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  Ninja Assassin Army In The ShadowsBuy this film here.
Year: 2009
Director: James McTeigue
Stars: Rain, Naomie Harris, Ben Miles, Rick Yune, Shô Kosugi, Jun Lee, Kai Fung Rieck, Anna Sawai, Stephen Marcus, Linh Dan Pham, Randall Duk Kim, Sung Kang, Yoong Sungwoong, Kylie Goldstein, Eleonore Weisberger, Wladimir Tarasjans
Genre: Action, Adventure
Rating:  6 (from 1 vote)
Review: In Osaka, a gang leader is having a tattoo put on his back by a seasoned tattooist, but is finding the experience an uncomfortable one. The tattoo artist suggests that perhaps he is getting the wrong design, and that he should have thought twice before choosing something that may be inappropriate to his character, but the gangster sees this as disrespect and pulls a gun on him. Then they are interrupted by one of his lackeys appearing with an envelope of black sand, and the tattooist looks highly disturbed, for this is the sign a ninja will soon be here...

Actually he's there already, and makes swift work of the hoods with his blade, sending limbs and heads flying in welters of blood, setting the tone for a film that deliberately harkened back to the glory days of the ninja movie in the eighties. Except this time around we had newfangled computer graphics to enhance the violence, and a lightning fast editing style to make the action look even faster than it did back in the heyday of such thrillers. This one looked as much to the Japanese ninja efforts of yesteryear as much as it did to the Western ones, therefore there was a lengthy amount of time given over to the hero's past.

A past where he was trained by none other than Shô Kosugi, who returned to the screen after a long absence to play Ozunu, the aged master of martial arts who runs the orphanage which doubles as a training camp for budding assassins. He's a cruel taskmaster, and puts our hero, Raizu, through extensive amounts of painful lessons, not least because he ends up causing Raizu to turn against him thanks to his treatment of the girl who has captured the boy's heart. He is supposed to be the star pupil through all of this, although he doesn't come across as any more remarkable than many of the other pupils, so we have to take that as read.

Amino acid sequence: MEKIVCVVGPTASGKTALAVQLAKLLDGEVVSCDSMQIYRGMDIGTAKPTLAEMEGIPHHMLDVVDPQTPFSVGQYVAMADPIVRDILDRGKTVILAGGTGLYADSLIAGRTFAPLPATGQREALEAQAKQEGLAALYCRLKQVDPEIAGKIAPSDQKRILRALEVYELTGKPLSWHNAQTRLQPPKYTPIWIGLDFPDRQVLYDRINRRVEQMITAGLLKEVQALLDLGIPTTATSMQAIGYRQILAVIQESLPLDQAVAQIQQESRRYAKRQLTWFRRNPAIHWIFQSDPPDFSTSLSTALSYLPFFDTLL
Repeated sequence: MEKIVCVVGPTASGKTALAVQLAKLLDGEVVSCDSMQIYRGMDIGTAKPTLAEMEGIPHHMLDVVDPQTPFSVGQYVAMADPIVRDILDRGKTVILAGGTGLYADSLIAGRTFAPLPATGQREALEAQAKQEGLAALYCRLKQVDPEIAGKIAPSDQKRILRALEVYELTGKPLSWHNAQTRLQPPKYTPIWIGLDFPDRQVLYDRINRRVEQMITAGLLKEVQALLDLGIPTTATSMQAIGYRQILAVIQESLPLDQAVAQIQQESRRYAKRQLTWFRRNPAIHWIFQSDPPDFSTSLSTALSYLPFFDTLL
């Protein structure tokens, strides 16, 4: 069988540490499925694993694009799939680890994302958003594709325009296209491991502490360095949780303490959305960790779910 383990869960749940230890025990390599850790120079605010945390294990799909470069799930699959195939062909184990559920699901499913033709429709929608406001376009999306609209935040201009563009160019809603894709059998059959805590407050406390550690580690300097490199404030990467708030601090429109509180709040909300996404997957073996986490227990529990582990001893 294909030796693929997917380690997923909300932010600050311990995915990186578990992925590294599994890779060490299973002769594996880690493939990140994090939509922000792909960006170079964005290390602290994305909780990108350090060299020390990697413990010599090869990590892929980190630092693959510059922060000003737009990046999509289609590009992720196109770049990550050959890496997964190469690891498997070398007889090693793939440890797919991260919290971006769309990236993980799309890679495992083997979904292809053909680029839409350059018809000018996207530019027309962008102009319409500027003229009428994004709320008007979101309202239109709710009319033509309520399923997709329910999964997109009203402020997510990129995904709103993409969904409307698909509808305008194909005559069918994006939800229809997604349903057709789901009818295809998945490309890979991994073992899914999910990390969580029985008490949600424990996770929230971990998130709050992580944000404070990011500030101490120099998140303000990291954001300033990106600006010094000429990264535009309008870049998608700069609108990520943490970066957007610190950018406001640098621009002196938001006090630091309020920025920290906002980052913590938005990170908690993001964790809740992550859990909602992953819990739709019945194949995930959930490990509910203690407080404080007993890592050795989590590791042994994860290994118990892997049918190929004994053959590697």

However, when he grows up he is played by Korean pop star Rain, and we get to appreciate that his skills have improved in leaps and bounds, as quite often he will take on a whole room of black-clad killers and emerge the victor. Now Raizu is planning his revenge on Ozunu, but has to contend with a horde of the old man's followers hunting him down, which links him into the parallel plot of the female lead, Naomie Harris, playing Europol agent Mika Coretti. She and her boss, Maslow (Ben Miles) are investigating the ninja in the face of huge scepticism from their superiors, but once they prove they are right in their suspicions, they are put in the position of being caught in the middle.

Of the law versus the ninjas it is, and fortunately for the action sequences there is no shortage of either, with the latter half marked by much combat between the two groups where guns prove no match for people who can disappear into shadows and fling throwing stars with the speed of bullets. Raizu catches up with Mika, and in a development which nobody will be surprised at, they team up, with him acting as her protector. Rain certainly has the athleticism to play his role, but character's stoicism, as he has to convey, is not necessarily the most charismatic personality trait, and he doesn't get much to do when he's not beating people up. Then again, complications are what have been avoided in the script, which was reportedly largely rewritten by J. Michael Straczynski of Babylon 5 fame, so you can sit back with Ninja Assassin safe in the knowledge that if you're getting restless, another battle will be along in a minute. Music by Ilan Eshkeri.
Reviewer: Graeme Clark


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